that I have done no act inconsistent with my parole and instructions that could place me in this position. I have asked of the United States an investigation.
I am, colonel, very respectfully, your obedient servant,
WM. N. R. BEALL,
Brigadier General, Prov. Army, C. S. Agent to Supply Prisoners of War.
Submitted to Secretary of War, who directed it to be placed on file January 20, 1865.
H. W. HALLECK,
Major-General and Chief of Staff.
POST OFFICE DEPARTMENT, Washington, January 6, 1865.
HIS EXCELLENCY THE PRESIDENT, Washington:
In the case of my brother I respectfully apply to Your Excellency for the pardon of certain individuals on Johnson's Island, sentenced to death by a military commission and reprieved by Your Excellency. My principal argument is that no harm could possibly arise from their pardon to the cause of the Union; while on the other hand it would save the lives of four brave Union officers who have suffered more in Southern dungeons than any other prisoners, and who are now kept in subterranean cells. The argument against such an exercise of Executive clemency might be the following, that "Our Government should not allow the rebels to prevent its exercise of the belligerent right to punish spies by taking hostages for them." To this I answer that there is no danger that the rebels will make it a practice to prevent the execution of spies by selecting hostages for them from among our prisoners. Spies were arrested and punished by us before and after the case now in question without any attempt on the part of the rebels to prevent it. It is not a principle which the rebels want to assert-it is a mere personal matter. They took the hostages to whom I refer only in a particular case and to benefit particular individuals for whom powerful Southern influences were at work; and the experiment has not been repeated in subsequent cases, nor is it likely to be repeated again as the war will soon be brought to a close.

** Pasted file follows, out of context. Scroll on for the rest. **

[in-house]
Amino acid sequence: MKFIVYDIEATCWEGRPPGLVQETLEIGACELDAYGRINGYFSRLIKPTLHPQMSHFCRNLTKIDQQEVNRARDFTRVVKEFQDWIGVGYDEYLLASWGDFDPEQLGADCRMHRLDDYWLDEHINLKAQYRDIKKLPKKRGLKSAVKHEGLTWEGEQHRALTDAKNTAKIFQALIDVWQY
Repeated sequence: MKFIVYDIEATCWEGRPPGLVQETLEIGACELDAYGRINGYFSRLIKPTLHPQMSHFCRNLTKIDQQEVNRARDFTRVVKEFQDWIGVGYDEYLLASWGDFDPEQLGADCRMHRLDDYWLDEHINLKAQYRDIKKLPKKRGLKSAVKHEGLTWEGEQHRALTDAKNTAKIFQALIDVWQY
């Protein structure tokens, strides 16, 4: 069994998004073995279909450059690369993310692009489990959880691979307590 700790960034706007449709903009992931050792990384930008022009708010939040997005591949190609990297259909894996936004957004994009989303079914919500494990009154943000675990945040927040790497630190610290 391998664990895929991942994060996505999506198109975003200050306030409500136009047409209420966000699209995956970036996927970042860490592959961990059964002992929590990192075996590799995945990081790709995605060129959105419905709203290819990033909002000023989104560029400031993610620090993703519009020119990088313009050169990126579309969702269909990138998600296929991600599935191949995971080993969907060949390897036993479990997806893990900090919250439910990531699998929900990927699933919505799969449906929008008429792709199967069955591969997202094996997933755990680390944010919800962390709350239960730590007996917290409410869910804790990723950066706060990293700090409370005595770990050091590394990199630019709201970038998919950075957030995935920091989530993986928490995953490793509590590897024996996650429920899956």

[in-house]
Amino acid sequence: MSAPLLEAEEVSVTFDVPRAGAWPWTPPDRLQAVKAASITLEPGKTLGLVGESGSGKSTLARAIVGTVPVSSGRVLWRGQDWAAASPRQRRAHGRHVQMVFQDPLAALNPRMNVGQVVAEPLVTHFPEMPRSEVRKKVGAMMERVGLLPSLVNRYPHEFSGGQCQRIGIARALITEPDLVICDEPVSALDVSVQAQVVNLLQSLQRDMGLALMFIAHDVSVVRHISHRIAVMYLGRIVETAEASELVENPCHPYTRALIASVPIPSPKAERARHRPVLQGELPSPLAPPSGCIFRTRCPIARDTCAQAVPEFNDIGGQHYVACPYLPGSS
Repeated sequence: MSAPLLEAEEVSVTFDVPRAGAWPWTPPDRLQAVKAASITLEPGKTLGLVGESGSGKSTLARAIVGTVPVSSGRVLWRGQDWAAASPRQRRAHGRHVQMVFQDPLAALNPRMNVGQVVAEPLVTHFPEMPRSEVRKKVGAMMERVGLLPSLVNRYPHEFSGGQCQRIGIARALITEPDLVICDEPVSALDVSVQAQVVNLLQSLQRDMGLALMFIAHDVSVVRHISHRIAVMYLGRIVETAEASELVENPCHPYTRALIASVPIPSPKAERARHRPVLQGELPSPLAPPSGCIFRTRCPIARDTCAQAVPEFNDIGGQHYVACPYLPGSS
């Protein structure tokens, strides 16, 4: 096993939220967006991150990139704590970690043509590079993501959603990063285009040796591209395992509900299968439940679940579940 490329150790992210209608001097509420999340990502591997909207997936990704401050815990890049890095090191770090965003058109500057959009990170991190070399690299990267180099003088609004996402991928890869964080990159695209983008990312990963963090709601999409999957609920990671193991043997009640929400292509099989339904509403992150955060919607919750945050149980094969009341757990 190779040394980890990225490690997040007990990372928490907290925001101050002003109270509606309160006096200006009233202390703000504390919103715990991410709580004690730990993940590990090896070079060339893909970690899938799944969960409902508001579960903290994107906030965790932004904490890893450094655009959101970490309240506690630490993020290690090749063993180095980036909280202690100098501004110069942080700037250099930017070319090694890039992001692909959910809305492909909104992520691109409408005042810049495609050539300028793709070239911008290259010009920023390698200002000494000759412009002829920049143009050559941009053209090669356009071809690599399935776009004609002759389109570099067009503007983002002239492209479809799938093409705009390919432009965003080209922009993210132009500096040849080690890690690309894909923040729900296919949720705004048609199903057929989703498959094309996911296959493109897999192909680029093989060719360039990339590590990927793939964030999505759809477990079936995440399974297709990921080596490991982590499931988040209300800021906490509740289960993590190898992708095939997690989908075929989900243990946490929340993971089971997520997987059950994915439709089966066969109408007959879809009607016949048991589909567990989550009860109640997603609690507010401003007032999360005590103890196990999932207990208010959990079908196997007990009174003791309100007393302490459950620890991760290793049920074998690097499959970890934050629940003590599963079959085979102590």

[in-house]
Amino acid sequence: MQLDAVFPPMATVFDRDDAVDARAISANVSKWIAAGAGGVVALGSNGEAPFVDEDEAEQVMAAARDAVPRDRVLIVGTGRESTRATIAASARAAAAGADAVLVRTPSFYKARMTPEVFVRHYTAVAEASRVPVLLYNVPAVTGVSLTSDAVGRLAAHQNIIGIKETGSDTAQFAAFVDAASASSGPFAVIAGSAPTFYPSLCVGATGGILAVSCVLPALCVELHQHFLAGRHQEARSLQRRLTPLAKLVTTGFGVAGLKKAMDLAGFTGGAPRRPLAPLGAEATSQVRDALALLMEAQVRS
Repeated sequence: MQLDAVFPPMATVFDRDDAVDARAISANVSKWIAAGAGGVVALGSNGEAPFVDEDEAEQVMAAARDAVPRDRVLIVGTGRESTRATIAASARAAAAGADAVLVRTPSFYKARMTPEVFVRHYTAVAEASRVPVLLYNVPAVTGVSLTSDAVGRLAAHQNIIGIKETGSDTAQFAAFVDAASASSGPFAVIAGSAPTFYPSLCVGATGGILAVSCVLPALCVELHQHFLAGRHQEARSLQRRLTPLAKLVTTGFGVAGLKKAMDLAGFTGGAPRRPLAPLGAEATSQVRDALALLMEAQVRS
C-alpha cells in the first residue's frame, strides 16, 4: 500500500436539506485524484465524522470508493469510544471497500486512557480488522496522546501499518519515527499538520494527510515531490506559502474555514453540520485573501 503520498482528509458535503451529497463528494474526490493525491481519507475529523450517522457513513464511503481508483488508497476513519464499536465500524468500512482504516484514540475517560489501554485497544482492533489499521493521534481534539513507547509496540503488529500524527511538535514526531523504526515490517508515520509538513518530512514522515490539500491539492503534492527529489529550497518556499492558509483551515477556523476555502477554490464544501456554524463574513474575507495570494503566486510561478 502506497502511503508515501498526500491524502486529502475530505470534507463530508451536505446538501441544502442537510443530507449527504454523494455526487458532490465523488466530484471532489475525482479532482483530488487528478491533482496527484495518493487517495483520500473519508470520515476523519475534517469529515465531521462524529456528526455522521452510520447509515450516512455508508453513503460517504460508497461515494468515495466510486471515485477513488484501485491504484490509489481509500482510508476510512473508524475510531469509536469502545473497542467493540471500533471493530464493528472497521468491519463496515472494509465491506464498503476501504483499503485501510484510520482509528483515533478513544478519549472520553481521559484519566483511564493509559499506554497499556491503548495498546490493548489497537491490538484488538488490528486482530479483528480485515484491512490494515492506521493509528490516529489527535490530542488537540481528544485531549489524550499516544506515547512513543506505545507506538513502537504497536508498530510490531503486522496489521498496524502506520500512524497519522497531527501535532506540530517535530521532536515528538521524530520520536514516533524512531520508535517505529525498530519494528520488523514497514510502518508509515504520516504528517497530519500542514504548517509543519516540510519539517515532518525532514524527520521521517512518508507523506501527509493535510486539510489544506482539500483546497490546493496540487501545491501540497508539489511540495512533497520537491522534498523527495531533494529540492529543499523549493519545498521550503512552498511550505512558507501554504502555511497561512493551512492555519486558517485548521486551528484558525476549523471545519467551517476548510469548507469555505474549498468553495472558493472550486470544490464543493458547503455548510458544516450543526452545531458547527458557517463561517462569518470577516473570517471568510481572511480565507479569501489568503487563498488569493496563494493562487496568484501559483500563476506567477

In case objections should occur to Your Excellency to the granting of my application, I ask to be heard before you arrive at a final decision, and would respectfully request Your Excellency to appoint a day and hour when it will be convenient to hear me.
I have the honor to remain, your obedient servant,
Names of individuals referred to: George P. Simms, William S. Burgess, John Marr, Thomas M. Campbell, H. P. Esteph, John C. Shore, most of them belonging to the Second Independent Kentucky Regiment.
WASHINGTON, January 7, 1865.
Remarks in reference to the note of Mr. Hassaurek, of yesterday's date, touching the case of Lieutenant Markbreit:
The rebels claim the State of Kentucky as included in the "Confederate States," and they have attempted to send rebel officers into that State to recruit for the rebel army. Men were also employed in various parts of the State, endeavoring to raise companies of which they